The sky is the flyway of the bird, whose freedom is to light and go at will … . When evening shadows fall upon the earth and a lone jet cuts the puffy clouds with straight lines, it does not bother the birds. They chirp and murmur night sounds and settle down to sleep. We forget and think we are all there is. –Joyce Sequichie Hifler (A Cherokee Feast of Days, Volume 2)
This morning (Monday, May 11, 2015) while I brushed the snow off our solar panels, my best friend Näkwïsï’ (Meadowlark) serenaded loudly, proudly, and eloquently from the flocked lawn. He was not serenading for me but for a beautiful, quiet lady wearing a golden blouse adorned with a black necklace. She pretended to ignore him knowing it would inspire him to sing bolder and more melodious; to be more inventive and creative; to be more alluring and beguiling. She has the heart of a woman and he the heart of a man in courtship and it is beautiful. [listen to a pretty nakwisi
And so I am inspired to share the beautiful concept of the Cherokee bird tribes as told by a Cherokee Medicine man to James Mooney in 1887-90.
Winged creatures of all kinds are classed under the generic term of aninâ’hilidâ’hï (flyers). Birds are called, alike in the singular and plural, tsi’skwa, the term being generally held to exclude the domestic fowls introduced by the whites. When it is necessary to make the distinction they are mentioned, respectively, as inägëhï (living in the woods), and uluñni’ta (tame). The robin is called tsiskwa’gwä, a name which can not be analyzed, while the little sparrow is called tsikwâ’yä (the real or principal bird), perhaps, in accord with a principle in Indian nomenclature, on account of its wide distribution. As in other languages, many of the bird names are onomatopes, as wa`huhu’ (the screech owl), u’guku’ (the hooting owl), wagulï’ (the whippoorwill), kâgû (the crow), gügwë’ (the quail), huhu (the yellow mocking-bird), tsï’kïlï’ (the chickadee), sa’sa’ (the goose). The turtledove is called gulë’-diska`nihï’ (it cries for acorns), on account of the resemblance of’ its cry to the sound of the word for acorn. (gulë’) The meadowlark is called näkwïsï’ (star), on account of the appearance of its tail when spread out as it soars.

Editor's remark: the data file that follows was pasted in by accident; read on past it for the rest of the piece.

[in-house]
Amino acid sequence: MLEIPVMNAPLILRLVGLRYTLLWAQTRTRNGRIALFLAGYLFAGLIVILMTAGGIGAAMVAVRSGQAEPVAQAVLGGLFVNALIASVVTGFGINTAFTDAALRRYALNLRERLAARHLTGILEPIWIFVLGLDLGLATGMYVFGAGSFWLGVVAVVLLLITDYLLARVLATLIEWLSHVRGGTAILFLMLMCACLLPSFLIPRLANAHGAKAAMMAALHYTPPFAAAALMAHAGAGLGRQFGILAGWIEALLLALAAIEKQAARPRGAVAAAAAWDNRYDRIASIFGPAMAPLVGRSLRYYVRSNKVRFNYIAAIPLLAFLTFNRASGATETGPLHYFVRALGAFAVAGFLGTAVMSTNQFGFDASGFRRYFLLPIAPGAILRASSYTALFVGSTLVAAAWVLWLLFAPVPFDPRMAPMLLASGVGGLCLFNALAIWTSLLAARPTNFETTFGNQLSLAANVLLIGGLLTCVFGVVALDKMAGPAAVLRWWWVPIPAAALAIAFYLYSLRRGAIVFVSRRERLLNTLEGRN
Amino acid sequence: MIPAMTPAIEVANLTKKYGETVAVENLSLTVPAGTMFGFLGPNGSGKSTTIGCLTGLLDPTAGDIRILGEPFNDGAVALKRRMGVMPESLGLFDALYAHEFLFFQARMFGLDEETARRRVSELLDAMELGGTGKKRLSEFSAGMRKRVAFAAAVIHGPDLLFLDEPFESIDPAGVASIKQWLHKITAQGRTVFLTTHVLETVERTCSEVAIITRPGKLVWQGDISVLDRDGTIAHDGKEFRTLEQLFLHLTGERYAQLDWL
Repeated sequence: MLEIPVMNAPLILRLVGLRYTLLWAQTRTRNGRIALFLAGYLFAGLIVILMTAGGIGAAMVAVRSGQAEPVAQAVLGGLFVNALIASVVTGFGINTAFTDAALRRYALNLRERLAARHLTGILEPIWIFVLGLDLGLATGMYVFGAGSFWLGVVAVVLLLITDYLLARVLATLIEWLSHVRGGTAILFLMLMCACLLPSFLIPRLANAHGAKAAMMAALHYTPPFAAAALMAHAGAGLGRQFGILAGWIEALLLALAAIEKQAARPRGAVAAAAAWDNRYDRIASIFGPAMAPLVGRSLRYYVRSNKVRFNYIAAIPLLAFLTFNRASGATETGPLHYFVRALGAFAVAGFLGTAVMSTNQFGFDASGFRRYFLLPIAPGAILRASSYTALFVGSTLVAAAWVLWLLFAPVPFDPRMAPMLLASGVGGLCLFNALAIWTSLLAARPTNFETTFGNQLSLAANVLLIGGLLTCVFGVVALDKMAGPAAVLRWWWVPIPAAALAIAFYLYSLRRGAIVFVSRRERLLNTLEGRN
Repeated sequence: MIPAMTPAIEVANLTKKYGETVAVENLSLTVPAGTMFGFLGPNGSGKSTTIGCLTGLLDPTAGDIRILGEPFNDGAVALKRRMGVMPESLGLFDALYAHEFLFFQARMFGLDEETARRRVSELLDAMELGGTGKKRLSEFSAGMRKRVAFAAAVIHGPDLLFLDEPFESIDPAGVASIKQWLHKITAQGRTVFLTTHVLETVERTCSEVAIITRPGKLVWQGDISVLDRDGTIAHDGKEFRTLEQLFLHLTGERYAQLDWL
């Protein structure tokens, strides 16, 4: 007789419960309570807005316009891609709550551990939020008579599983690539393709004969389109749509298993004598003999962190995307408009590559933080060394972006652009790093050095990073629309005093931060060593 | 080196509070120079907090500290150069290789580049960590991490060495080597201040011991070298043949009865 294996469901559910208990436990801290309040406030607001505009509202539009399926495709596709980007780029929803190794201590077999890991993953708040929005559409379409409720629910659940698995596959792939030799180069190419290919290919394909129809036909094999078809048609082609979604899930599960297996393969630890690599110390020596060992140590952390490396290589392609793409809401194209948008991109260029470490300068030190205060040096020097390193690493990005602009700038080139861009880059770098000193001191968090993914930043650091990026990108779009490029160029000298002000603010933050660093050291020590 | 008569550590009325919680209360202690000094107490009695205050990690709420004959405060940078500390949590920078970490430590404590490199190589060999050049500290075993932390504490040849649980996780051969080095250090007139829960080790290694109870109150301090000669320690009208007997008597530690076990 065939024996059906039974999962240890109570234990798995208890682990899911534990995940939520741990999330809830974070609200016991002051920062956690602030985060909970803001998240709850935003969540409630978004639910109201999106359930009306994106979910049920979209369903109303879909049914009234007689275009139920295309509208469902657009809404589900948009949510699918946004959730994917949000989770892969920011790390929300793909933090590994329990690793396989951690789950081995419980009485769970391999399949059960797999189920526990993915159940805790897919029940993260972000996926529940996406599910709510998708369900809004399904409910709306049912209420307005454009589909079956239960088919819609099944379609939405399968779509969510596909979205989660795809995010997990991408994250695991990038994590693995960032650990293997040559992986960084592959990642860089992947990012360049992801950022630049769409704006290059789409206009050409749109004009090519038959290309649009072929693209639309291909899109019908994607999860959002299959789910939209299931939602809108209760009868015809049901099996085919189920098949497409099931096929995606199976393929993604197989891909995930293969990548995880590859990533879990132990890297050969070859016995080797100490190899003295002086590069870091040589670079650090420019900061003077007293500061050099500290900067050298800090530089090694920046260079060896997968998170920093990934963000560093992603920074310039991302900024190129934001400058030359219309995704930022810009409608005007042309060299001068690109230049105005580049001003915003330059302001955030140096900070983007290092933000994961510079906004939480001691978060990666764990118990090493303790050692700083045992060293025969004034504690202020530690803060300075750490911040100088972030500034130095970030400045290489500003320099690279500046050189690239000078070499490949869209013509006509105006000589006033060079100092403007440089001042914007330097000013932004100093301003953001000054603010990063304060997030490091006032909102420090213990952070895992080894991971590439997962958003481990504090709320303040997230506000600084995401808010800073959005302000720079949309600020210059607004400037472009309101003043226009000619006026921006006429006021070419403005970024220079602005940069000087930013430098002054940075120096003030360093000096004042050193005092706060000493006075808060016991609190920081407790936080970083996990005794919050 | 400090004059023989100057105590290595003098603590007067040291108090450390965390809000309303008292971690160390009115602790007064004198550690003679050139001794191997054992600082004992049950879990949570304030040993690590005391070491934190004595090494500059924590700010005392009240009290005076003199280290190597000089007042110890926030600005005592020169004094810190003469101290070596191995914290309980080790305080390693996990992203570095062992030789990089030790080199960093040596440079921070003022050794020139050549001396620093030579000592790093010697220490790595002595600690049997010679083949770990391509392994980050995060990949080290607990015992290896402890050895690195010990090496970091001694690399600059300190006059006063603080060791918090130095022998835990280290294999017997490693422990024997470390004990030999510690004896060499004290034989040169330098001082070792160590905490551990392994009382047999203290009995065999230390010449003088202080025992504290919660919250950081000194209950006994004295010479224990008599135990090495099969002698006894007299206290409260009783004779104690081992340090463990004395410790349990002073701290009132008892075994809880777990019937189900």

The nuthatch (Sitta carolinensis) is called tsulie’na (deaf), and is supposed to be without bearing, possibly on account of its fearless disregard for man’s presence. Certain diseases are diagnosed by the doctors as due to birds, either revengeful bird ghosts, bird feathers about the house, or bird shadows falling upon the patient from overhead.
The eagle (awâ’hïlï) is the great sacred bird of the Cherokee, as of nearly all our native tribes, and figures prominently in their ceremonial ritual, especially in all things relating to war. The particular species prized was the golden or war eagle (Aquila chrsætus), called by the Cherokee the “pretty-feathered eagle,” on account of its beautiful tail feathers, white, tipped with black, which were in such great demand for decorative and ceremonial purposes that among the western tribes a single tail was often rated as equal in value to a horse. Among the Cherokee in the old times the killing of an eagle was an event which concerned the whole settlement, and could be undertaken only by the professional eagle killer, regularly chosen for the purpose on account of his knowledge of the prescribed forms and the prayers to be said afterwards in order to obtain pardon for the necessary sacrilege, and thus ward off vengeance from the tribe. It is told of one man upon the reservation that having deliberately killed an eagle in defiance of the ordinances he was constantly haunted by dreams of fierce eagles swooping down upon him, until the nightmare was finally exercised after a long course of priestly treatment. In 1890 there was but one eagle killer remaining among the East Cherokee. It does not appear that the eagle was ever captured alive as among the plains tribes.
The eagle must be killed only in the winter or late fall after the crops were gathered and the snakes had retired to their dens. If killed in the summertime a frost would come to destroy the corn, while the songs of the Eagle dance, when the feathers were brought home, would so anger the snakes that they would become doubly dangerous. Consequently the Eagle songs were never sung until after the snakes had gone to sleep for the winter.